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Auto FP High Speed Sync Explained

Russ MacDonald (Arkayem) on August 12, 2013

Keywords: nikon, speedlights, product, articles

One of the most confusing aspects of the Nikon flash system is this thing called 'Auto FP High Speed Sync'. This article will hopefully clear up the mystery about this mode.

Before you can understand FP High Speed Sync, you first need to understand what FP means and how the Normal Flash Sync works.

Normal Flash Sync

FP stands for Focal Plane and it refers to the type of shutter used in most modern DSLR cameras. A focal plane shutter is actually two precisely timed curtains positioned between the lens and the sensor that can either block light from hitting the sensor or allow light to hit the sensor. The reason there are two shutter curtains is to be able to get much higher effective shutter speeds.

It is important to understand that these curtains open and close in exactly the same amount of time. So the shutter speed is set by timing between the start of the first curtain opening and the start of the second curtain closing.

Notice that the entire sensor will be open to the light at every shutter speed up to the speed of the curtain movement itself. This is the maximum normal Flash Sync Speed. To say this in another way; at all speeds up to the maximum normal Flash Sync Speed, the first curtain completely opens before the second curtain begins to close. At any shutter speed higher than this, the second curtain will begin closing before the first curtain gets fully open, thus never exposing the entire sensor at any one time. At really high shutter speeds, this results in very narrow 'slit' of light that travels across the sensor.

These two curtains travel vertically across the opening from the top to the bottom, and this in itself causes some strange effects when using high shutter speeds (small slit). If you shoot something that moves horizontally really fast like a race car from the side, you can sometimes see that the wheels seem to lean forward a bit because the top part of the wheel was exposed after the bottom part and the top moved forward a little bit as the slit moved from bottom to top. Of course, the image is inverted on the focal plane, exposing from the bottom to the top of the image, and that's why race car wheels lean forward even though the shutter moves from top to bottom. Also, this effect only occurs if you don't pan with the car. You can totally eliminate the forward leaning effect by panning.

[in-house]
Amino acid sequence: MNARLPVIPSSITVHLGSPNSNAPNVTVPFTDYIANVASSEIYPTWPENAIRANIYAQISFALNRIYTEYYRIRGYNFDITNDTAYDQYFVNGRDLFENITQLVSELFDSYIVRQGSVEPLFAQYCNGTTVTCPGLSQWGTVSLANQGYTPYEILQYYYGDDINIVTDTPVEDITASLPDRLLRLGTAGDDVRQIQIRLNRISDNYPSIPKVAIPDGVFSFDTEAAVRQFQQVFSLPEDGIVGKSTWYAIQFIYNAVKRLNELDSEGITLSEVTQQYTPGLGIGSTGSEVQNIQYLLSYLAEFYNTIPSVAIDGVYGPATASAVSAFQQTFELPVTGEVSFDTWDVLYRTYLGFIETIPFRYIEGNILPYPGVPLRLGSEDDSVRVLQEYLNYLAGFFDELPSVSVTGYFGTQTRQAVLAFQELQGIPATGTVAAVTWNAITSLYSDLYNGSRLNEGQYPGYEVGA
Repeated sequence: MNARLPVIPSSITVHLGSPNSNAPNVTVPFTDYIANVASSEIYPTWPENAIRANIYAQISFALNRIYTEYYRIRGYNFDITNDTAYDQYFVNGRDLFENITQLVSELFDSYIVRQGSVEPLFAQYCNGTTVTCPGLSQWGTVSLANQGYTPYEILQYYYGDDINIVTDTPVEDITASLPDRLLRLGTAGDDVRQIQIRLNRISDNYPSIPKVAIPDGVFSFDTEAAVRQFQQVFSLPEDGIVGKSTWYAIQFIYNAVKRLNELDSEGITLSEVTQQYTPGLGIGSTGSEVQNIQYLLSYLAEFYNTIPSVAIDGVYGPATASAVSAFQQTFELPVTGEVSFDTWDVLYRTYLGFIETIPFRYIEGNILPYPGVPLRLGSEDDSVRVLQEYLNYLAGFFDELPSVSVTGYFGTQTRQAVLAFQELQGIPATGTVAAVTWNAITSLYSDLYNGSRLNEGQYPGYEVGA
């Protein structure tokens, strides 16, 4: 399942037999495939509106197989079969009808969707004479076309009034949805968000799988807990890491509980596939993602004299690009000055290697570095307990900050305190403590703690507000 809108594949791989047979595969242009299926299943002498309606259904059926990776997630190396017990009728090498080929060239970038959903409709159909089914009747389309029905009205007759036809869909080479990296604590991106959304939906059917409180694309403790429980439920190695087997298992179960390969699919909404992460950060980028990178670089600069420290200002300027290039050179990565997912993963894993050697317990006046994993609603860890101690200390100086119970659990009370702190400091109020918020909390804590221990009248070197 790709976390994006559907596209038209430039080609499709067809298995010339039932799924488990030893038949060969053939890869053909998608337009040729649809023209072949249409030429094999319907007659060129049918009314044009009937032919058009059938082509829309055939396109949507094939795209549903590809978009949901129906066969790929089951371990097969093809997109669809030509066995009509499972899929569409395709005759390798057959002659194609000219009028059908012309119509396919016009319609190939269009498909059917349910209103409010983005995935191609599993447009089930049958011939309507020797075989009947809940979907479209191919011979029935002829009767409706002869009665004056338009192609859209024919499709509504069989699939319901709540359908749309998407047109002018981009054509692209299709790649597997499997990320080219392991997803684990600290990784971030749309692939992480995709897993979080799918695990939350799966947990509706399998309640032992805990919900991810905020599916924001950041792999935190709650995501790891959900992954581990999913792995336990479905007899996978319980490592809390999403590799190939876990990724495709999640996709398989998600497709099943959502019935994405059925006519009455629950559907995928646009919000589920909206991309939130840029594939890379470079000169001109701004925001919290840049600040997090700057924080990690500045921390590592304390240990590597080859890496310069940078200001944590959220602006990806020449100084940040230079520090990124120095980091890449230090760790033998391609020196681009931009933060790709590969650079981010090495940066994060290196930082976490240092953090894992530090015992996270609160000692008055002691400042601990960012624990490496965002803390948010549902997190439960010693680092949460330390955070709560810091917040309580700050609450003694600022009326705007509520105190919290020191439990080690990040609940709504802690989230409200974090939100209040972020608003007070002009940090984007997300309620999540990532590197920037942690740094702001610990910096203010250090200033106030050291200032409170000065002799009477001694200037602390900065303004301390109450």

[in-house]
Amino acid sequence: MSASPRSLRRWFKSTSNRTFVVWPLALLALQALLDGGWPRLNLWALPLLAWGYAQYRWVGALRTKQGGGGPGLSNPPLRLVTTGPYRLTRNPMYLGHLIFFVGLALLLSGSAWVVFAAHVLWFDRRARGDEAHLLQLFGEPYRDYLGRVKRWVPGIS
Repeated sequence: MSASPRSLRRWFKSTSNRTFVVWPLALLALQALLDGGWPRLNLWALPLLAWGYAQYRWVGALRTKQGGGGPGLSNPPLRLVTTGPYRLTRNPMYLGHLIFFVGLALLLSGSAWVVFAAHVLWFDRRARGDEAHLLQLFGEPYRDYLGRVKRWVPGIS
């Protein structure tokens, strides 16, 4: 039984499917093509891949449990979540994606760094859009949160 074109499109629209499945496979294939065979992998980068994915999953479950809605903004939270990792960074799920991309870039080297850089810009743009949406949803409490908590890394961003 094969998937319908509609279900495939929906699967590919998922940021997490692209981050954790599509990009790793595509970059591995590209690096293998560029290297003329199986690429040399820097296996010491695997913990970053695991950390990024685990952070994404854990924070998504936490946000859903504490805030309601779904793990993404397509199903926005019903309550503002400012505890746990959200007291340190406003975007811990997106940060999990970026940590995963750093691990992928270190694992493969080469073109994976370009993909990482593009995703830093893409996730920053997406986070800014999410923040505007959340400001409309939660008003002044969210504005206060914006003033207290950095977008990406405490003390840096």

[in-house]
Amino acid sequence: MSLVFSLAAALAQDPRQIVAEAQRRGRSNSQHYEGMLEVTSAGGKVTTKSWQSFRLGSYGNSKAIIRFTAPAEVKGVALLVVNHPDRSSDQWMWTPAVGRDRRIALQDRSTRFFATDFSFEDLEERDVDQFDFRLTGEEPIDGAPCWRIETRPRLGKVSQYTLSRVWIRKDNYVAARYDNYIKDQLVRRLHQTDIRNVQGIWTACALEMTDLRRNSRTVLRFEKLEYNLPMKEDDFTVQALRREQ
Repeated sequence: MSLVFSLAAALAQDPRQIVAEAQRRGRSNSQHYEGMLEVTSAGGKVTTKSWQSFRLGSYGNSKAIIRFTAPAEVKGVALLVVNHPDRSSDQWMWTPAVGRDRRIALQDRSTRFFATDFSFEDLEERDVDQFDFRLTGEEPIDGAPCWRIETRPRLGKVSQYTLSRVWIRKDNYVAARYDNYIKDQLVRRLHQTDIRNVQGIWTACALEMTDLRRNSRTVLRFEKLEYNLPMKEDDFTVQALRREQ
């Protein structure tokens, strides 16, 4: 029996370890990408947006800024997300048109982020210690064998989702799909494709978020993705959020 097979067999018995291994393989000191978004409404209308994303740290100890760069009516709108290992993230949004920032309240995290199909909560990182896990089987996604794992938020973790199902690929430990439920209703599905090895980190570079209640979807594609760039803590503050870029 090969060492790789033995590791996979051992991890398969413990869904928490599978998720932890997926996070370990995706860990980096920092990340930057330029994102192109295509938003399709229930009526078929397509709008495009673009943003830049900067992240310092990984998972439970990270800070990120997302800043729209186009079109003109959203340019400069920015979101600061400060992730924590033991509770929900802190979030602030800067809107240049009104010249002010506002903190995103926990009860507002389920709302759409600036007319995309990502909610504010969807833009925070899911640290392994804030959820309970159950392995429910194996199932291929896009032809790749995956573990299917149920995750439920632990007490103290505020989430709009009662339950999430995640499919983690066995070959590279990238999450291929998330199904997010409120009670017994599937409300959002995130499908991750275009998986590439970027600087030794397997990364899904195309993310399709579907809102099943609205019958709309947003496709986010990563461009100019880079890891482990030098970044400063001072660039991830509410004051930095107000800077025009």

As mentioned, a focal plane shutter mechanism moves the curtains at a very precise speed. This speed is determined during manufacturing of the mechanism and is governed mostly by how recently the shutter was designed. In older 35mm cameras, this speed was 1/60th second, but with time, shutters got faster and faster, and in the new D300 this speed is 1/320th sec. And those race car wheels lean much further forward with an older 1/60th shutter than with the D300 1/320th shutter.



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